He called me Ma’am
We interacted with vendors whom previous teams have built relationships with. Those were sweet moments and smiles. They were the people who made this place feel like home.
What you see, what you encounter in the Red Light District… it is not something you can prepare for. It is not something that has a formula of “how to”. The One source on whom you rely on is the only strength that will sustain you – the power of Jesus Christ. It is a spiritual battle. It is not one against flesh and blood. It is not a war against people who do such heinous things to these women. It is a battle between the powers of darkness and Satan. (Ephesians 6:12) Something I am trying to understand is how these women are perceived and how can this be humanly acceptable.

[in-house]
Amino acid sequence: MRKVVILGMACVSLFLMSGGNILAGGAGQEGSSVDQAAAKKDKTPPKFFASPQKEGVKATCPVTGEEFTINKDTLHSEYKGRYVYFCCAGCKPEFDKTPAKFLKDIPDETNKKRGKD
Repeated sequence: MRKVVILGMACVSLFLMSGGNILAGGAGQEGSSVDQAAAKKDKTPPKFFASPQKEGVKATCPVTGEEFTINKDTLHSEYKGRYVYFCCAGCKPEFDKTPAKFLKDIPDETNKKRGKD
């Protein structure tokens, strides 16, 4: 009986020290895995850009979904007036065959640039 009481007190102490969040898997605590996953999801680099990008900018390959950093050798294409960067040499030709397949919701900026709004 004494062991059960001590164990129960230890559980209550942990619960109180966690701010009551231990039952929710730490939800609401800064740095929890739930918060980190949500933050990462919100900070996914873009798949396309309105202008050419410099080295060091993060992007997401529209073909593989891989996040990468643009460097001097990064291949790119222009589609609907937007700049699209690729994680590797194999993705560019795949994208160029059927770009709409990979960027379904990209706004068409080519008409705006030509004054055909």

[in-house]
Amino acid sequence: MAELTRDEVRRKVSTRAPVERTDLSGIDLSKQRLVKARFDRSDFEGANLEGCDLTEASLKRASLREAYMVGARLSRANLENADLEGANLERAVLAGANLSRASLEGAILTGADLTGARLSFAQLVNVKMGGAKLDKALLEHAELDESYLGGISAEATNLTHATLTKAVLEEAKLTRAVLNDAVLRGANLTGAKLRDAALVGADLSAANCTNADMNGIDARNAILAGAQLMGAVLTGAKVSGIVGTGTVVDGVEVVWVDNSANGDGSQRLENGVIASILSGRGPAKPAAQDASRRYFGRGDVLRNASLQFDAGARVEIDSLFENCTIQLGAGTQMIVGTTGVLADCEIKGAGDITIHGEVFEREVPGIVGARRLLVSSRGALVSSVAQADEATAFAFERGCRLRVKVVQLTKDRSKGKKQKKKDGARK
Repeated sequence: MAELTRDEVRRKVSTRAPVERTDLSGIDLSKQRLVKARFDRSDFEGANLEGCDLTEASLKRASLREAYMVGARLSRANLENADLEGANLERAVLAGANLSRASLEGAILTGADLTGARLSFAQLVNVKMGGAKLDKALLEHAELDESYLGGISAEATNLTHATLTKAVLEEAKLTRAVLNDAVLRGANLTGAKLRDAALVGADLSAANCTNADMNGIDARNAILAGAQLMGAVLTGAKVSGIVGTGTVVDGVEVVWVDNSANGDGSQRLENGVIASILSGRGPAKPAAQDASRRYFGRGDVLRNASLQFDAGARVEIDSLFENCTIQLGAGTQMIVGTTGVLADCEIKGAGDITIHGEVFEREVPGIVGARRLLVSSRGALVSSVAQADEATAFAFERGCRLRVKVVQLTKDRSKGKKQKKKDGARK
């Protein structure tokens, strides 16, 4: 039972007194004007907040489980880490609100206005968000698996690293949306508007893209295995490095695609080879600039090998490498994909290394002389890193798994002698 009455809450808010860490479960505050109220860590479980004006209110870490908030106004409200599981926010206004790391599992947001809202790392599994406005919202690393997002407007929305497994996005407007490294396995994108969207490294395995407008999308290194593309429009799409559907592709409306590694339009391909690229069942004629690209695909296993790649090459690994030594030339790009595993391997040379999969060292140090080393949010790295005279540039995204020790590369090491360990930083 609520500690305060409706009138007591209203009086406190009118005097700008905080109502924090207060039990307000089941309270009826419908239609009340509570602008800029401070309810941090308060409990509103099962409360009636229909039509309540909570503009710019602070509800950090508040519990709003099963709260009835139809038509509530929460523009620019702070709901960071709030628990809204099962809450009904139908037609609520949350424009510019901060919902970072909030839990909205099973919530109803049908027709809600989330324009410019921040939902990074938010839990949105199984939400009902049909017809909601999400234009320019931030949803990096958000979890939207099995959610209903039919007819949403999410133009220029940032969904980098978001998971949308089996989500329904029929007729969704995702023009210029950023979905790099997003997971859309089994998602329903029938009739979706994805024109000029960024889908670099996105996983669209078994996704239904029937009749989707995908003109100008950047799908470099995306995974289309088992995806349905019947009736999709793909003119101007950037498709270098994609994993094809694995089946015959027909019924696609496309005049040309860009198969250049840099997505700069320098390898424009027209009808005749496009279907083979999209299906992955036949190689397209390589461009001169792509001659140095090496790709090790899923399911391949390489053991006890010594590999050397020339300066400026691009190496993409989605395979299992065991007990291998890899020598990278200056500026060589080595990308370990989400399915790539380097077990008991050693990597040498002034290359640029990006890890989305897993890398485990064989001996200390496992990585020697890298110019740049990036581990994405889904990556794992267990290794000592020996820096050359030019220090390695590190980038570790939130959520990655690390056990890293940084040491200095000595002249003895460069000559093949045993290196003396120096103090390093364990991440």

They are not treasured as a woman should.
They are not respected and honored as a woman,
or a child in some cases.
They are not looked at as Mothers or daughters.
They are not valued for the human being they are.
Trafficking brings these women to a place of shame.
They are an object of lust.
They are pleasure for a night.
They are disposable to the buyer.
They are an escape from someones reality.
While we walked through the market stands in the Red Light District, one man tried to sell me an item.
He was polite and smiled and he was so gracious he called me Ma’am.
I am a white western woman who can support his family by purchasing the items he sells.
I keep asking myself, how can they look at their own Thai women as worthless, disposable humans with no value and sell them for sex?! And at the same time, how can they treat a tourist westerner with such gracious respect and call me Ma’am?!?